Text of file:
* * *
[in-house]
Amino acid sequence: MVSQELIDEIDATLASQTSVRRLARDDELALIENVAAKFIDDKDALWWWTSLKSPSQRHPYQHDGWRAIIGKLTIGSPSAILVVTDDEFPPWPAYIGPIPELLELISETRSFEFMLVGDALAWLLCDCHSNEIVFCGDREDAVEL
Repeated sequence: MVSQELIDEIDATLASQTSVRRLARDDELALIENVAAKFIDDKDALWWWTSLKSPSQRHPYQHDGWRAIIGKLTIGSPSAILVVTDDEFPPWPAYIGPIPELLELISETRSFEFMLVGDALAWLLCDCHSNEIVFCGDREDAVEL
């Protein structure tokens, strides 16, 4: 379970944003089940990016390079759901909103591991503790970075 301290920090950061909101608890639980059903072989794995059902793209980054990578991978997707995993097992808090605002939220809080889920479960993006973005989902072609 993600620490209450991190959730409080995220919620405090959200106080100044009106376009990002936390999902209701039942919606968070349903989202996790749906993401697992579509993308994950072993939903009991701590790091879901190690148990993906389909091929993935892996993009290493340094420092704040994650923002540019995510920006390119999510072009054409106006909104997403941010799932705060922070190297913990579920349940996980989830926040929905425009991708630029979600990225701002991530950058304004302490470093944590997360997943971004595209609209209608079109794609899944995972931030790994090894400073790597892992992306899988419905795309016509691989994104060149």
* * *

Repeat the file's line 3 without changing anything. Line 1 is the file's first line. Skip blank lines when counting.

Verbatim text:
Repeated sequence: MVSQELIDEIDATLASQTSVRRLARDDELALIENVAAKFIDDKDALWWWTSLKSPSQRHPYQHDGWRAIIGKLTIGSPSAILVVTDDEFPPWPAYIGPIPELLELISETRSFEFMLVGDALAWLLCDCHSNEIVFCGDREDAVEL